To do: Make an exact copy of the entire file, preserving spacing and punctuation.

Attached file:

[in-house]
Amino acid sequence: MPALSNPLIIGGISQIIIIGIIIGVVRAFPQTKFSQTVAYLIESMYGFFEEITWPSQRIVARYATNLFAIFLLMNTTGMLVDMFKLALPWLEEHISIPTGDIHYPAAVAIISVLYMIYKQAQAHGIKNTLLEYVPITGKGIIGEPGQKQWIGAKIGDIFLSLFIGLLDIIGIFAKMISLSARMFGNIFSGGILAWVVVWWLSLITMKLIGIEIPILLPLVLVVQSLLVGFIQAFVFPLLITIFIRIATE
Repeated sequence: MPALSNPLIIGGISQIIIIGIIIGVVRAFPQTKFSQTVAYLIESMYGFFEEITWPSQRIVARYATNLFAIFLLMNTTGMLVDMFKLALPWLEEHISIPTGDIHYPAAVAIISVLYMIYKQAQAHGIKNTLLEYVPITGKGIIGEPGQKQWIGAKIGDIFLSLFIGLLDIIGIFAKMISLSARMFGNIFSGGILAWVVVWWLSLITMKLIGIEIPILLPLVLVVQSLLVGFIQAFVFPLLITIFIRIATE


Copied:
[in-house]
Amino acid sequence: MPALSNPLIIGGISQIIIIGIIIGVVRAFPQTKFSQTVAYLIESMYGFFEEITWPSQRIVARYATNLFAIFLLMNTTGMLVDMFKLALPWLEEHISIPTGDIHYPAAVAIISVLYMIYKQAQAHGIKNTLLEYVPITGKGIIGEPGQKQWIGAKIGDIFLSLFIGLLDIIGIFAKMISLSARMFGNIFSGGILAWVVVWWLSLITMKLIGIEIPILLPLVLVVQSLLVGFIQAFVFPLLITIFIRIATE
Repeated sequence: MPALSNPLIIGGISQIIIIGIIIGVVRAFPQTKFSQTVAYLIESMYGFFEEITWPSQRIVARYATNLFAIFLLMNTTGMLVDMFKLALPWLEEHISIPTGDIHYPAAVAIISVLYMIYKQAQAHGIKNTLLEYVPITGKGIIGEPGQKQWIGAKIGDIFLSLFIGLLDIIGIFAKMISLSARMFGNIFSGGILAWVVVWWLSLITMKLIGIEIPILLPLVLVVQSLLVGFIQAFVFPLLITIFIRIATE